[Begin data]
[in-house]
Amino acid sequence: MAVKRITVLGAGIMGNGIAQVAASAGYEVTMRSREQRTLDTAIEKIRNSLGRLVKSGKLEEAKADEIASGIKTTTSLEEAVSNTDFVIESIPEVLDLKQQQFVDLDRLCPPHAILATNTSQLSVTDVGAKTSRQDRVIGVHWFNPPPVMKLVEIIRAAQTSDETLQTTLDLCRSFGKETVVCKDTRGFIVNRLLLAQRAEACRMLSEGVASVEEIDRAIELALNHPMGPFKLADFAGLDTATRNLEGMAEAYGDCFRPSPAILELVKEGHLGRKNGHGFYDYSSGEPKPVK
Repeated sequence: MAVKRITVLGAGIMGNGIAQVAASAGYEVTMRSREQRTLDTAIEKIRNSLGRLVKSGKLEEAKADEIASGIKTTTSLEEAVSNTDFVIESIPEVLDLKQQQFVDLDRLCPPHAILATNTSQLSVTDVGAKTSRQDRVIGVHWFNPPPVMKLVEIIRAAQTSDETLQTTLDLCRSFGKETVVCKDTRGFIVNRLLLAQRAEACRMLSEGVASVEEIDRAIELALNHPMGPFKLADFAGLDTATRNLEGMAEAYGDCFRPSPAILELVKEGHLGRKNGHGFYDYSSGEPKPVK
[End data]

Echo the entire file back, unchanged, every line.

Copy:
[in-house]
Amino acid sequence: MAVKRITVLGAGIMGNGIAQVAASAGYEVTMRSREQRTLDTAIEKIRNSLGRLVKSGKLEEAKADEIASGIKTTTSLEEAVSNTDFVIESIPEVLDLKQQQFVDLDRLCPPHAILATNTSQLSVTDVGAKTSRQDRVIGVHWFNPPPVMKLVEIIRAAQTSDETLQTTLDLCRSFGKETVVCKDTRGFIVNRLLLAQRAEACRMLSEGVASVEEIDRAIELALNHPMGPFKLADFAGLDTATRNLEGMAEAYGDCFRPSPAILELVKEGHLGRKNGHGFYDYSSGEPKPVK
Repeated sequence: MAVKRITVLGAGIMGNGIAQVAASAGYEVTMRSREQRTLDTAIEKIRNSLGRLVKSGKLEEAKADEIASGIKTTTSLEEAVSNTDFVIESIPEVLDLKQQQFVDLDRLCPPHAILATNTSQLSVTDVGAKTSRQDRVIGVHWFNPPPVMKLVEIIRAAQTSDETLQTTLDLCRSFGKETVVCKDTRGFIVNRLLLAQRAEACRMLSEGVASVEEIDRAIELALNHPMGPFKLADFAGLDTATRNLEGMAEAYGDCFRPSPAILELVKEGHLGRKNGHGFYDYSSGEPKPVK